One of the highlights was when we took a tuk tuk 40 minutes out of town to a village school called little pai.  There’s a Cambodian university graduate that teaches a class of about 100 kids of all ages English.  And we went there to teach them “Itsy Bitsy Spider.”  And they are so eager to learn.  Their teacher has amazing crowd control, they are all at attention.  You walk in there and they all ask you how you are at the same time.  And they sang all the songs they knew to us, from Old Macdonald to Mary had a Little Lamb, and You are my sunshine!


On the day we left, we joined them for their morning exercises which is about 15 minutes of stretching at 5:30 AM in the morning.  The girls made me and Katie promise that we would go.  We ended up pinky swearing them and of course we had to live up to our promise for our last day.  After the exercise, they played music on the loud speakers and we danced and played games.  When it was time to go, they all walked us out, gave us big hugs.  One of the kids gave me a bright colored bracelet he made which I never take off.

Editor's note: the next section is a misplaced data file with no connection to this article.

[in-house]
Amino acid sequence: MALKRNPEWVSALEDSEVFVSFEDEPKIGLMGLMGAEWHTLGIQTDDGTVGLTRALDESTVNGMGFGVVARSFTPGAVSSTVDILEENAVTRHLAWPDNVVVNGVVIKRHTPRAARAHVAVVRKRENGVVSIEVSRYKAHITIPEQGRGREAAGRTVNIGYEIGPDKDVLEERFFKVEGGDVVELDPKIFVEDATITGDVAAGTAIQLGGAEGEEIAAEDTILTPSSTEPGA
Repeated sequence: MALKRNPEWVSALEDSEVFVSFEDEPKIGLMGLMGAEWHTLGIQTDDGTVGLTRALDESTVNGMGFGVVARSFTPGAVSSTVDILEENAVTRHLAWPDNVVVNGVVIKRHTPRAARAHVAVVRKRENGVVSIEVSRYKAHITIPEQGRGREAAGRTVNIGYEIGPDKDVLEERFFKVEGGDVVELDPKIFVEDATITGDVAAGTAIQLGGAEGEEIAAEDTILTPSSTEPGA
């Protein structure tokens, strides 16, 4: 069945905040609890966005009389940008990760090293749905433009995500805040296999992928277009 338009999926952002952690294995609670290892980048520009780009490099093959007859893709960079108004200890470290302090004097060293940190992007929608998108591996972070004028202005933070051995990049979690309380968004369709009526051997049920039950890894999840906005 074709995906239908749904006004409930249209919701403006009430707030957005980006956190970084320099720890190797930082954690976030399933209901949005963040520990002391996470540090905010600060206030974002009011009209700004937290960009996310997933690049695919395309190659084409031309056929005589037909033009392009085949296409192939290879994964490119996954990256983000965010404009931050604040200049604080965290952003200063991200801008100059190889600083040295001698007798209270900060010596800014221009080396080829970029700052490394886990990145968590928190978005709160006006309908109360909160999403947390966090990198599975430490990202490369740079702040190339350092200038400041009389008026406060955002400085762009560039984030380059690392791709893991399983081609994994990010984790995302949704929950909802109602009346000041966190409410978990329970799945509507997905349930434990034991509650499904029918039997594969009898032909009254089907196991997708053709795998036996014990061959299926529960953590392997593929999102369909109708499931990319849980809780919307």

I have to admit I cried when I left. I’m not a cryer, I never really cry over anything.  But I was so touched by them.  I felt a kind of love towards children that I never had before.  It left me with a feeling of wanting to do more.  I have the question in my heart, of what can I do for these kids?  When I get settled in back home, I may consider sponsering one of them. 


Also, one of the things I didn’t expect was my attitude towards having kids myself at some point.  I never really thought that I would want to have kids of my own, or that I had the capacity to take care of one.  But after this, my perspective is changing.  They have so much love to give, and I feel like Sebastien and I could have a lot to offer – whether it be to a child we adopt or decide to have ourselves.  I feel it was a major growth experience, and I do intend to go back for a longer duration at some point.